"At the end of the day, we didn't make the decision to cancel the season, and we didn't make the decision to move back. We were part of the discussions, yes, but we we just did what we were told to do. But yes, it could have just as easily not happened at all. It was looking that way for a while.''

The Big Ten was the first major conference to postpose the fall football season last summer. Commissioner Kevin Warren thought he was being the leader in the fight to keep everyone safe, and the Pac-12 soon followed.

But the SEC, ACC and Big 12 scoffed at the Big Ten's overreaction and decided to play a fall season after all. And once that happened, it looked for the longest time that there would be no Big Ten season at all, because playing in the spring became moot once the SEC and ACC especially didn't come along.

It all could have been lost. Finally, once the Big Ten realized they weren't going to be part of an actual college football season, they changed their mind and played an eight-game conference-only schedule that started in late October and ran into early December.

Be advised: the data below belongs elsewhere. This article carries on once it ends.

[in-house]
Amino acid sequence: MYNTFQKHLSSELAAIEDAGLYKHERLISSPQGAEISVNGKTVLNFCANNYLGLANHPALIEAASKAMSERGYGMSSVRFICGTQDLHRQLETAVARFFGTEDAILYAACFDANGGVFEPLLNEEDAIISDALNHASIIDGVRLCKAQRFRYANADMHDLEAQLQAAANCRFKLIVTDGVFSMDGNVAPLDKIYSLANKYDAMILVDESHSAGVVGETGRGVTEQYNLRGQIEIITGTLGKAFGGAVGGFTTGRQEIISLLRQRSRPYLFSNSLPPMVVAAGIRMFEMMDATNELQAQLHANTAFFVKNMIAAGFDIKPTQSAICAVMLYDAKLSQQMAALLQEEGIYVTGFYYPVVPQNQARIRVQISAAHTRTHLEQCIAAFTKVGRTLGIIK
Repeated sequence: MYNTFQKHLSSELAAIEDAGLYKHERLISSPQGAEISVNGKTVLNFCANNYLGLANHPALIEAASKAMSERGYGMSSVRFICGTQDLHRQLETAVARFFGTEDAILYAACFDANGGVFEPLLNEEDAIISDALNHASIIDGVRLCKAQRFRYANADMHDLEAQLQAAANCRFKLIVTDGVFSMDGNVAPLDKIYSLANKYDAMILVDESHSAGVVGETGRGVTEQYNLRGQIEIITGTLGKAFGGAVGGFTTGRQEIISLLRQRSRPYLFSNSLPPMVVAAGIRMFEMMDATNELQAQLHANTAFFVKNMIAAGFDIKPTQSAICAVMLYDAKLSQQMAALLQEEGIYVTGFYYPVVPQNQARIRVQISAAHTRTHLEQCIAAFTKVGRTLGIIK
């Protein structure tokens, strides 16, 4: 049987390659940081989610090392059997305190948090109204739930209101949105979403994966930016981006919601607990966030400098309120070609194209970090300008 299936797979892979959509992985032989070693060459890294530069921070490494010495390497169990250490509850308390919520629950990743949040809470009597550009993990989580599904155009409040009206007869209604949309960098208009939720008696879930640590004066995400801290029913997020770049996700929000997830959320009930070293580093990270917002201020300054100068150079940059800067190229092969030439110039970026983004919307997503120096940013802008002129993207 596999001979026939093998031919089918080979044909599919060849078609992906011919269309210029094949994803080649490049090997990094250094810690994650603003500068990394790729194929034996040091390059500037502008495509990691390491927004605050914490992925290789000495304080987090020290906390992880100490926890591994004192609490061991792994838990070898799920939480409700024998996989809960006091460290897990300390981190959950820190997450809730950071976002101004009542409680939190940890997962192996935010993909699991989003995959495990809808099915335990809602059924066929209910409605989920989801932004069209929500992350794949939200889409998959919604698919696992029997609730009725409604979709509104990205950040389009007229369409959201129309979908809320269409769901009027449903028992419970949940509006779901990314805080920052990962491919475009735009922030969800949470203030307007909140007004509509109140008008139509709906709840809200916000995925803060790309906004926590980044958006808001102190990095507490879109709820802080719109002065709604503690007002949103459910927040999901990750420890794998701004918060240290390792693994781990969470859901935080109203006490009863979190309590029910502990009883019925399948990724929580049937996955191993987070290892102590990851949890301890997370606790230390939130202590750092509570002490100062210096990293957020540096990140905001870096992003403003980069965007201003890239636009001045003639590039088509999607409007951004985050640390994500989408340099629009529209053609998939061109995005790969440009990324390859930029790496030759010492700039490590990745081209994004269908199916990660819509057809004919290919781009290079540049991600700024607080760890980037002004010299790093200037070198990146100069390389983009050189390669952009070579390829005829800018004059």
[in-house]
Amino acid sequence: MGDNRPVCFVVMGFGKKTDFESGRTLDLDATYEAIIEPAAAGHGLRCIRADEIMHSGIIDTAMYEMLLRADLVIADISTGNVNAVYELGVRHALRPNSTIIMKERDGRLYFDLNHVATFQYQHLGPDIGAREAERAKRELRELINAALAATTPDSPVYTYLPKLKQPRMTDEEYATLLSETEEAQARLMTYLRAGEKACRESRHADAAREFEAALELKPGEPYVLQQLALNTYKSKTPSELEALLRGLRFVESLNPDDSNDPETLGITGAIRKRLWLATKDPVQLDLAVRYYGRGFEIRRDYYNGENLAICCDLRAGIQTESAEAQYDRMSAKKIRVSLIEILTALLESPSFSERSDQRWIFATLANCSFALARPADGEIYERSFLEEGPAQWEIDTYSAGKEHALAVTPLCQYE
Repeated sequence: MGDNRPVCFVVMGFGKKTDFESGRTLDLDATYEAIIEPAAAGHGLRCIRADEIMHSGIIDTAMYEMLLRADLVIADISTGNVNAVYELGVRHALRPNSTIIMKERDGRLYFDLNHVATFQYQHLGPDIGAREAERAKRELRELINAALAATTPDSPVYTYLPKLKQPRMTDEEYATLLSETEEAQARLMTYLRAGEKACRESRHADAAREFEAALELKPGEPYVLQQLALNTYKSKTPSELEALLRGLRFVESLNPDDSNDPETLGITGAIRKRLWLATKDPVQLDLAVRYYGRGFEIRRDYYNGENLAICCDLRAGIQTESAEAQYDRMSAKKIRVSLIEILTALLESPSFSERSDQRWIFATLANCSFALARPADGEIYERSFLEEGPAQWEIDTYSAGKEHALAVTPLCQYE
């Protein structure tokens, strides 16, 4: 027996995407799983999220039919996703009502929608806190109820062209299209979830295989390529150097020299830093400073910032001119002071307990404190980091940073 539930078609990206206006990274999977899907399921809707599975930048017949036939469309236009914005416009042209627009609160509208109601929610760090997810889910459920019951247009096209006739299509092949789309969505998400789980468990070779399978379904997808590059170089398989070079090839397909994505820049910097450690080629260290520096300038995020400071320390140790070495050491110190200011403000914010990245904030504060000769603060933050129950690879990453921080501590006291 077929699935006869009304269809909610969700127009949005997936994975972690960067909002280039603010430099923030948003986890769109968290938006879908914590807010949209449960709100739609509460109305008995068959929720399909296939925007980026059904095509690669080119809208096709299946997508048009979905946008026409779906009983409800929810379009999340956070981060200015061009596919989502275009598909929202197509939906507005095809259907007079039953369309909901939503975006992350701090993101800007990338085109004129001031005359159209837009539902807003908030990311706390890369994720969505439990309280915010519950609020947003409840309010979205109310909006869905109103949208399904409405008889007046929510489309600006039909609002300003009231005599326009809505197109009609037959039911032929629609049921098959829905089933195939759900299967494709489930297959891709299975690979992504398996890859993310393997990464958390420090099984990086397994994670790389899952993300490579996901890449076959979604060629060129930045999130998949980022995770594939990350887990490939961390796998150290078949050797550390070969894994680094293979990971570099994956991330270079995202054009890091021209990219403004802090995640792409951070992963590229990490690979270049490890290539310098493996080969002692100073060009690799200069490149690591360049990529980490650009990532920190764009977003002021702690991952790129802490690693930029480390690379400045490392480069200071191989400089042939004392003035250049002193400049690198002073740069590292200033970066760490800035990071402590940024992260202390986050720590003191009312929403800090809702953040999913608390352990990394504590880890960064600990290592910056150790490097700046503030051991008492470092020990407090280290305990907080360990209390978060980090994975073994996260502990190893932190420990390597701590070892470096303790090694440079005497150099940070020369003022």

The season was saved, and memories were made. That very first week, Indiana had that dramatic overtime win over Penn State, and that was just a start. 

"At the time, we just tried to focus on what we could control and live in that world,'' Allen said. "When you look back, you think, 'wow, what a year it would have been to miss if we didn't play.'

"It's just an interesting dynamic of life. It's another great reminder that you don't dwell on things you can't control. It's just a wasted energy. Don't dwell on the past, because once it's done, it's done You learn from it and move on. And whatever happens, you just have to be ready to go. We learned a valuable lesson about life.''